Jennifer Butler is a personal style consultant. She works with color in the tradition of Suzanne Caygill – locating personal colors for each individual. Each person has a general “season,” but the season doesn’t define the palette – the individual defines the palette. (That is, there is not a “winter palette,” a “spring palette,” etc.; rather, each person’s palette is created specifically for him.) If you’re local, she offers color analysis services and guest events. If, like me, you’re a good distance away, you’ll have to stick with the website and Jennifer’s book.
The membership site, originally designed for Jennifer Butler Color clients, is currently being expanded to be useful to non-clients, as well. The book is already a great resource. Reinventing Your Style: 7 Strategies for Looking Dynamic, Powerful, and Inspiring exceeded my expectations.
What’s in the Book?
I was a little surprised that it really doesn’t even touch on color. In hindsight, that makes sense (color is a huge topic, in and of itself!), but you need to be aware that this is not going to help you identify your best colors. It does help you identify your best look in other areas, though, and does so in a way that is, in my opinion, both unique and practical.
When you find a book that talks about style, as connected with your personal design – the way God already made you – what you usually find is a book that has style categories. You find which one you fit into most closely, and it has a list of guidelines for what to wear. (Kibbe’s Metamorphoses is like this.) Reinventing Your Style does not offer pre-defined categories you have to fit yourself into. That offers almost infinite possibilities, respecting the great variety among people! However, it breaks style down into only seven basic elements, which brings it back into the realm of practical usefulness.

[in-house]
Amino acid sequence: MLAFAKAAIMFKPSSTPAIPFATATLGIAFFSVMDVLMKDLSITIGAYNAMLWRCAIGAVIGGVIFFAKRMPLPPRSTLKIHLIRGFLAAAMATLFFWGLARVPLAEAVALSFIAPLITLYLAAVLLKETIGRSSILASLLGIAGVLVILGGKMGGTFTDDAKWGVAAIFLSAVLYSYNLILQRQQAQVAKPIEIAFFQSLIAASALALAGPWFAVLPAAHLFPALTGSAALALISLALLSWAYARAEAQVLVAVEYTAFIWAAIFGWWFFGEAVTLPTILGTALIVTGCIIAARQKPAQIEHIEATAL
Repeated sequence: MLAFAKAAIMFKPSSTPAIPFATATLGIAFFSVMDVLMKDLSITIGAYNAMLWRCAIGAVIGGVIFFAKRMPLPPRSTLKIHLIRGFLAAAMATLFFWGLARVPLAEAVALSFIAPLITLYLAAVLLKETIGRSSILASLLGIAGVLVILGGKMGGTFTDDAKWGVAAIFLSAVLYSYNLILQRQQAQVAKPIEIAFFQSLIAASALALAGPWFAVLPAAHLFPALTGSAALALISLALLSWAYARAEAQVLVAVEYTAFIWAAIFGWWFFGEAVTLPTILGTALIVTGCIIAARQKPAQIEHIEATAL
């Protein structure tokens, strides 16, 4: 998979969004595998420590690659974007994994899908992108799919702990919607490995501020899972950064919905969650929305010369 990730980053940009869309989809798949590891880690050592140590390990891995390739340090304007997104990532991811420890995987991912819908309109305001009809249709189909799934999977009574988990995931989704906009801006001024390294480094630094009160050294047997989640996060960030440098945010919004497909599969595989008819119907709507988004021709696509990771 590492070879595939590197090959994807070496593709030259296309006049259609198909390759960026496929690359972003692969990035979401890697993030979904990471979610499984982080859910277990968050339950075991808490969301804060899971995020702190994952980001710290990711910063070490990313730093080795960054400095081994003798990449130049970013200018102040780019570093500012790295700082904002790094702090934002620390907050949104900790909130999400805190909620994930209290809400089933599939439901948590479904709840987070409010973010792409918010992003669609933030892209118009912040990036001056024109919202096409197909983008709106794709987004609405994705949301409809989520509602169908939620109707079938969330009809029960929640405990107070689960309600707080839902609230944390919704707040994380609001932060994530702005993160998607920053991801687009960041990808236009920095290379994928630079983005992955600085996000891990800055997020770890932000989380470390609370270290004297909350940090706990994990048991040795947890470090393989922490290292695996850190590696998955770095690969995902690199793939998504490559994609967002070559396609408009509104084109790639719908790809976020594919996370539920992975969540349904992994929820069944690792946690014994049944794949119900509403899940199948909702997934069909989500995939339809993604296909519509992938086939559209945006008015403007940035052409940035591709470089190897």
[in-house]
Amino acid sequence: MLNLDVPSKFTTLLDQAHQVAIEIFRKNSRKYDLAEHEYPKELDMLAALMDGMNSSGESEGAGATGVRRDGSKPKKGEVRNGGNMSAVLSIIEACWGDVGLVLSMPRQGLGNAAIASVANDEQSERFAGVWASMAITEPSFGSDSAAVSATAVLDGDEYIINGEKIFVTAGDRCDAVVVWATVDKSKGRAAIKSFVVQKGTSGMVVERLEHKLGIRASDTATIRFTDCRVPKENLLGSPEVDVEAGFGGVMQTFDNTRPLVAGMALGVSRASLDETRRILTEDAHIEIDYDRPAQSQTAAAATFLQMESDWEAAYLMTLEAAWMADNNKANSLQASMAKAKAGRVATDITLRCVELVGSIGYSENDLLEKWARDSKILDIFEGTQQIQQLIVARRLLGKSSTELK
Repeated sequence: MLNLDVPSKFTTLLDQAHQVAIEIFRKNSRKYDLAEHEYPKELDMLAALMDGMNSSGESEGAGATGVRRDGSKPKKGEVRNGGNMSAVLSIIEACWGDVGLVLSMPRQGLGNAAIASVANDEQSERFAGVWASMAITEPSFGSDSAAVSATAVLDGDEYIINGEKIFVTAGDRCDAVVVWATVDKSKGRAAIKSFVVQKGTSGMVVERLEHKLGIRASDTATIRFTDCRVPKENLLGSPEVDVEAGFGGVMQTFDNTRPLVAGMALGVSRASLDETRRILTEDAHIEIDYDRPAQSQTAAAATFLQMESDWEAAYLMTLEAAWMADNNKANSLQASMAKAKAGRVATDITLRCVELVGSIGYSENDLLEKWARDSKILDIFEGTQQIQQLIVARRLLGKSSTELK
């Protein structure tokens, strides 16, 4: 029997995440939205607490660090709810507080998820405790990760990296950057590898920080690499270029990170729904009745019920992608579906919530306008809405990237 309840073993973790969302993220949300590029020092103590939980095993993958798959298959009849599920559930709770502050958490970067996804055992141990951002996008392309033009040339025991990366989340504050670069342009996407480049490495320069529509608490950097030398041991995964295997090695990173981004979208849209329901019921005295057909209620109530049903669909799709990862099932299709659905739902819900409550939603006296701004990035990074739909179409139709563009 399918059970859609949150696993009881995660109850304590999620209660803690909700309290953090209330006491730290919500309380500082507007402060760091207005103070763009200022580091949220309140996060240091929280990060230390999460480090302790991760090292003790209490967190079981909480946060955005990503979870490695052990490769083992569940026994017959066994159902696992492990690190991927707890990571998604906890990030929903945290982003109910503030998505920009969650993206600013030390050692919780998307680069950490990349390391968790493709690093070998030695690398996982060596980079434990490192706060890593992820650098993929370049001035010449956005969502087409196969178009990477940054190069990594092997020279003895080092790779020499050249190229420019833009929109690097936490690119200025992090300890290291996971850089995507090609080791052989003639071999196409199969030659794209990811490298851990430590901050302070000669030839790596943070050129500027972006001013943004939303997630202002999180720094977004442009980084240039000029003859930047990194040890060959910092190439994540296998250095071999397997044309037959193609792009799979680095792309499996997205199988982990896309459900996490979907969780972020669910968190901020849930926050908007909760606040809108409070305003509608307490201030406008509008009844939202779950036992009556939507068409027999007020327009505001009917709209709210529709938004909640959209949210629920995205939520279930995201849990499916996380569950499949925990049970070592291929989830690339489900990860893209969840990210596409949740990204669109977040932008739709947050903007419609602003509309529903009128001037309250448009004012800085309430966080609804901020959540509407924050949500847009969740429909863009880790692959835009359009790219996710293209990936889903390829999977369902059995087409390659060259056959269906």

As you read through the book, Butler will walk you through the discovery of your own best contrast level, textures, complexity, scale, geometry, visual weight and, finally, how to select your best prints/patterns. She does this through explanations, color photographs, and short quiz-like portions at the end of each chapter. In true artist’s fashion, the photographs are not all of people; they draw on illustrations from nature and art, as well. (There are photos of the elements at work in people, so don’t worry that those were left out!) Each pictures is captioned with an explanation of how it illustrates the current concept.
What Did/Do I Think?
The book is not long – it doesn’t need to be. It provides the information and tools a reader needs, without a lot of fluff (always my favorite kind of book!). This allows you to make your first pass through the information fairly quickly (‘though I suspect you’ll want to read and re-read it, to really internalize it.)
Things I really liked about the book:
- It’s to-the-point.
- It’s clear and practical.
- The premise is that we are each beautiful the way we are; we’re not aiming at some “average” that’s a standard of beauty, but trying to highlight our own unique, God-given beauty.
Things I disliked:
These are pretty minor, as the book goes, but…
- There is a spiritual undercurrent and, while much of it is very supportive of a Christian worldview, a few comments or images here and there aren’t so much. These are sufficiently non-integral to the book’s thesis that I do not find them problematic or offensive.
- I found the self-analysis portion of the scale/proportion chapter a little vague and confusing, and would have liked more specific guidance regarding how to determine the answers.
Overall, I very highly recommend this book. If you get a single book on style, I would suggest it be this one. If you want to go more in-depth after reading the book, you can purchase the “Design Online” package. Visit the link for more information, but in a nutshell: you answer a questionnaire and upload some pictures, and Jennifer will identify your shapes, etc. and provide you with a customized “workbook.” Given the usefulness of the book, I suspect that this is a very beneficial service. (I’ve not done it, myself, yet.)